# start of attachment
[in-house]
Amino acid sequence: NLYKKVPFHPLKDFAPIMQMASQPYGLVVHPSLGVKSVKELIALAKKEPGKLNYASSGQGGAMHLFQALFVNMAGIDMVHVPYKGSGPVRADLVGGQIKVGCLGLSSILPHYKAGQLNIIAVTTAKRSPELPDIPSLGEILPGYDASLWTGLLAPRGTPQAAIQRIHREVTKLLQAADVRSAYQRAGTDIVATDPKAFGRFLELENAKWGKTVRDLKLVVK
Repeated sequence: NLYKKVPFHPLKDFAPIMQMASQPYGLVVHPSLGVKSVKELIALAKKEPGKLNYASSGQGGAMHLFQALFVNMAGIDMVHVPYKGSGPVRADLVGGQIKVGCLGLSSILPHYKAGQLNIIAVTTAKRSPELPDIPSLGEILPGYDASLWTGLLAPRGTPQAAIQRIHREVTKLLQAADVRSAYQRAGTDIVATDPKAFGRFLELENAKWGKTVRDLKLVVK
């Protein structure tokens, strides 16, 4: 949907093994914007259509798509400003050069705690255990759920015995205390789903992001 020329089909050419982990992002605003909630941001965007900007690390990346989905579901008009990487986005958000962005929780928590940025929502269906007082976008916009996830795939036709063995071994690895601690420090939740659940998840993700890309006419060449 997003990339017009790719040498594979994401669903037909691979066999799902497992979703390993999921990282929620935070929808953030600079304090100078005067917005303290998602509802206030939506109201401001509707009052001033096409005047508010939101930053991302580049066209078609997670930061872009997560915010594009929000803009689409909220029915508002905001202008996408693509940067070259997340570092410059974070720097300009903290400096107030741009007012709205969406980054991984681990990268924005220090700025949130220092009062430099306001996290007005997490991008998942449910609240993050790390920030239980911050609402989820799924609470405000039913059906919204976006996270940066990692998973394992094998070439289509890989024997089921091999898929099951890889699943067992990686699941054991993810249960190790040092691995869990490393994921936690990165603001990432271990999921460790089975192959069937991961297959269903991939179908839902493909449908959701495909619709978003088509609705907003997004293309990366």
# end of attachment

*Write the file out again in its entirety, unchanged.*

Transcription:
[in-house]
Amino acid sequence: NLYKKVPFHPLKDFAPIMQMASQPYGLVVHPSLGVKSVKELIALAKKEPGKLNYASSGQGGAMHLFQALFVNMAGIDMVHVPYKGSGPVRADLVGGQIKVGCLGLSSILPHYKAGQLNIIAVTTAKRSPELPDIPSLGEILPGYDASLWTGLLAPRGTPQAAIQRIHREVTKLLQAADVRSAYQRAGTDIVATDPKAFGRFLELENAKWGKTVRDLKLVVK
Repeated sequence: NLYKKVPFHPLKDFAPIMQMASQPYGLVVHPSLGVKSVKELIALAKKEPGKLNYASSGQGGAMHLFQALFVNMAGIDMVHVPYKGSGPVRADLVGGQIKVGCLGLSSILPHYKAGQLNIIAVTTAKRSPELPDIPSLGEILPGYDASLWTGLLAPRGTPQAAIQRIHREVTKLLQAADVRSAYQRAGTDIVATDPKAFGRFLELENAKWGKTVRDLKLVVK
């Protein structure tokens, strides 16, 4: 949907093994914007259509798509400003050069705690255990759920015995205390789903992001 020329089909050419982990992002605003909630941001965007900007690390990346989905579901008009990487986005958000962005929780928590940025929502269906007082976008916009996830795939036709063995071994690895601690420090939740659940998840993700890309006419060449 997003990339017009790719040498594979994401669903037909691979066999799902497992979703390993999921990282929620935070929808953030600079304090100078005067917005303290998602509802206030939506109201401001509707009052001033096409005047508010939101930053991302580049066209078609997670930061872009997560915010594009929000803009689409909220029915508002905001202008996408693509940067070259997340570092410059974070720097300009903290400096107030741009007012709205969406980054991984681990990268924005220090700025949130220092009062430099306001996290007005997490991008998942449910609240993050790390920030239980911050609402989820799924609470405000039913059906919204976006996270940066990692998973394992094998070439289509890989024997089921091999898929099951890889699943067992990686699941054991993810249960190790040092691995869990490393994921936690990165603001990432271990999921460790089975192959069937991961297959269903991939179908839902493909449908959701495909619709978003088509609705907003997004293309990366």